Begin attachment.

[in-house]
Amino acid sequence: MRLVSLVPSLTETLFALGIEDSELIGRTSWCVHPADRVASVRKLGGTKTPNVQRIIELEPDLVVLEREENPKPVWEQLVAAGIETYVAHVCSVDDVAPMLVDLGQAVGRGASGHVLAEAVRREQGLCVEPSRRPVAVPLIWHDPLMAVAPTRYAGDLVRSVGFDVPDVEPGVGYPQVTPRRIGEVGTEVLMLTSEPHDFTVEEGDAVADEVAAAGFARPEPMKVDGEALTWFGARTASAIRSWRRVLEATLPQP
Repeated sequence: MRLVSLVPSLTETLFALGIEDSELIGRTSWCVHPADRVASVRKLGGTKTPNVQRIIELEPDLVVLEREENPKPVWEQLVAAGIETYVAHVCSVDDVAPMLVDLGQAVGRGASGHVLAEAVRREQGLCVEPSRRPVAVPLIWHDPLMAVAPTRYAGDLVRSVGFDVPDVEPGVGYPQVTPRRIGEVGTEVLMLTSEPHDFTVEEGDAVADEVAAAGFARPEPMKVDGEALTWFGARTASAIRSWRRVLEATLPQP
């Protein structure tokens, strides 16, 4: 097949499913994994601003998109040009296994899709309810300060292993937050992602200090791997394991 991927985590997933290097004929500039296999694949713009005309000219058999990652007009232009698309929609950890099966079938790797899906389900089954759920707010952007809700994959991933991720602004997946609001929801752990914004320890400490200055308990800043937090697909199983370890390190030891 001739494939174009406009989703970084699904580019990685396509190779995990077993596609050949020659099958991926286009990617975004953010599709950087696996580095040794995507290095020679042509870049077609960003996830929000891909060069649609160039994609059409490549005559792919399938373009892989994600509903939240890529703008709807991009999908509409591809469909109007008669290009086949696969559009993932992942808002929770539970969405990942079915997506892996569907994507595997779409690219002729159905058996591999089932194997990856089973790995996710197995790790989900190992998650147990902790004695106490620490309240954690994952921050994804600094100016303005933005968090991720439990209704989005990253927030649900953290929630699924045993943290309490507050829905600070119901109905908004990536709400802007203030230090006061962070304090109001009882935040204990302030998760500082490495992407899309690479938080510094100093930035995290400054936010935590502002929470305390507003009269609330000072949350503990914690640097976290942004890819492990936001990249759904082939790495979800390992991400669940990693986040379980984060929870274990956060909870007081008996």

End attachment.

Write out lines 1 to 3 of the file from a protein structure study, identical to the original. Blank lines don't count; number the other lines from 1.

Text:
[in-house]
Amino acid sequence: MRLVSLVPSLTETLFALGIEDSELIGRTSWCVHPADRVASVRKLGGTKTPNVQRIIELEPDLVVLEREENPKPVWEQLVAAGIETYVAHVCSVDDVAPMLVDLGQAVGRGASGHVLAEAVRREQGLCVEPSRRPVAVPLIWHDPLMAVAPTRYAGDLVRSVGFDVPDVEPGVGYPQVTPRRIGEVGTEVLMLTSEPHDFTVEEGDAVADEVAAAGFARPEPMKVDGEALTWFGARTASAIRSWRRVLEATLPQP
Repeated sequence: MRLVSLVPSLTETLFALGIEDSELIGRTSWCVHPADRVASVRKLGGTKTPNVQRIIELEPDLVVLEREENPKPVWEQLVAAGIETYVAHVCSVDDVAPMLVDLGQAVGRGASGHVLAEAVRREQGLCVEPSRRPVAVPLIWHDPLMAVAPTRYAGDLVRSVGFDVPDVEPGVGYPQVTPRRIGEVGTEVLMLTSEPHDFTVEEGDAVADEVAAAGFARPEPMKVDGEALTWFGARTASAIRSWRRVLEATLPQP